Aug. 08, 2012 - Issue #877: Corb Your Enthusiasm
Kill Devil Hill
Sun, Aug 12 (8 pm)
With Titans Eve
Pawn Shop, $25
Vinny Appice's drumming history reads like a chartered path down metal's dynastic family tree: after early recordings with Derringer, Appice found himself behind the kit of a little band called Black Sabbath, where he pounded drumskins for a few years before leaving with then-vocalist Ronnie James Dio to form the band Dio. His propulsive rhythms would eventually help guide the likes of a Sabbath reconstituted as Heaven and Hell, World War III and a handful of other bands. Also: look back far enough, and you'll find that Appice even drummed on some solo John Lennon recordings. Go figure.
It's all an impressive legacy, but one in which the achievements are built into those of others: in most of those instances, Appice joined the pre-existing band. Fewer are the times he has been a formative band member, so with Kill Devil Hill finally having shaped itself around him as its basis—its genesis began with some drum tracks Appice recorded before going in for shoulder surgery—he seems set on keeping it separated from his other, earlier works.
"I didn't want it to sound '80s. I wanted it to sound modern, and just had a lot of ideas in my head," Appice explains of Kill Devil HIll's sound. "It wasn't really preconceived, but I just figured I knew what I didn't want, and let the thing evolve naturally, and just not let it go in directions that you don't want it to go in. But luckily it went in the right way. We kept it that way."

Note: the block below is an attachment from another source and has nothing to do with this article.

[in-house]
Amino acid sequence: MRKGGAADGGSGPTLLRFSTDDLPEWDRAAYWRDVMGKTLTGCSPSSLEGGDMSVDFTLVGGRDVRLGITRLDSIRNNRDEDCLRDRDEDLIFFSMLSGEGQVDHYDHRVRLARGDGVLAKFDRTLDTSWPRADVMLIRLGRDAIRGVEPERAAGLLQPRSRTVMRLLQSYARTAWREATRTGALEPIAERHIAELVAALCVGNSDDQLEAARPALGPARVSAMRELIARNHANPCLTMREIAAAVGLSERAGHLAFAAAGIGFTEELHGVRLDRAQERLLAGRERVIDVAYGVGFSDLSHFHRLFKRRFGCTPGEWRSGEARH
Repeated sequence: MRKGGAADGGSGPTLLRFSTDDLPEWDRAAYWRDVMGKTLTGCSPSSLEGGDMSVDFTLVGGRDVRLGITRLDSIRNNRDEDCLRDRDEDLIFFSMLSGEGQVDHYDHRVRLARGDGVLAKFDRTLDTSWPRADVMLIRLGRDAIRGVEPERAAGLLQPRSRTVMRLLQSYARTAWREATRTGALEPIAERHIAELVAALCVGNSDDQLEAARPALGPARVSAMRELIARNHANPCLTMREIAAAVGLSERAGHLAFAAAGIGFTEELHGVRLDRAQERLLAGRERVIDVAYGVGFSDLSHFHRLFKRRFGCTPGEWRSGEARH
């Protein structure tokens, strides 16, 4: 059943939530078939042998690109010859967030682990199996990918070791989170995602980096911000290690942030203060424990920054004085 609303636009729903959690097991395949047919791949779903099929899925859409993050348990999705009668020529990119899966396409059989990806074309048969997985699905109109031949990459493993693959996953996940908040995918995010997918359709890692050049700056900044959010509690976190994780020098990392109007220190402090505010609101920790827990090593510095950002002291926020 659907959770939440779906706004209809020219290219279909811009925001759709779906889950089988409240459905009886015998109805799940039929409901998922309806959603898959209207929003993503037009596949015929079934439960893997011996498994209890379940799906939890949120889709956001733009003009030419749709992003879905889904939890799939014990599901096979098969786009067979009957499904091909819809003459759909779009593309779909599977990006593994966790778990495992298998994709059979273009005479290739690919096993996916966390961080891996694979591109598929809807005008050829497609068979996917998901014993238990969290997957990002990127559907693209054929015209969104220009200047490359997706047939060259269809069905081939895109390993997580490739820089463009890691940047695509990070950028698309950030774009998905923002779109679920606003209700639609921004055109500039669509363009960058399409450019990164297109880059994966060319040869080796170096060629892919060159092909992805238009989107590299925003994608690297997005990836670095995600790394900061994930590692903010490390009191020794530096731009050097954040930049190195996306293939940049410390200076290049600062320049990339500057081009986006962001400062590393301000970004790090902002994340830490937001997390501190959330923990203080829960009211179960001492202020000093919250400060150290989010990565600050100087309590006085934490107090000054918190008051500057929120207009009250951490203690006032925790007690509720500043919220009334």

The "we" he's referring to aren't greenthumbs in the metal scene: Kill Devil HIll also features ex-Pantera bassist Rex Brown, as well as guitarist Mark Zevon and vocalist Dewey Bragg. But aside from the connections to his previous work, his avoidance of the '80s has a much simpler answer.
"Because the '80s are over," Appice laughs. "I don't want to be known as someone from the '80s who can't get out of the '80s. ... I still love that music too, but right now my mind's in a little bit more modern, little bit different [of a] mode than '80s.
And while Kill Devil Hill's still in its early stages—the band's debut self-titled album has only been out for a couple of months, the shows are in clubs, not yet stadiums—Appice notes he's found a deeper satisfaction in getting to build that band up show by show.
"It's quite different: there's a lot more problems, especially starting from a lower level," he says, of being in a new band. "And there are a lot more decisions [to be made], but it's fun to see this thing building, which it is now. That's even more exciting than being in a big band that's already got a built-in audience."
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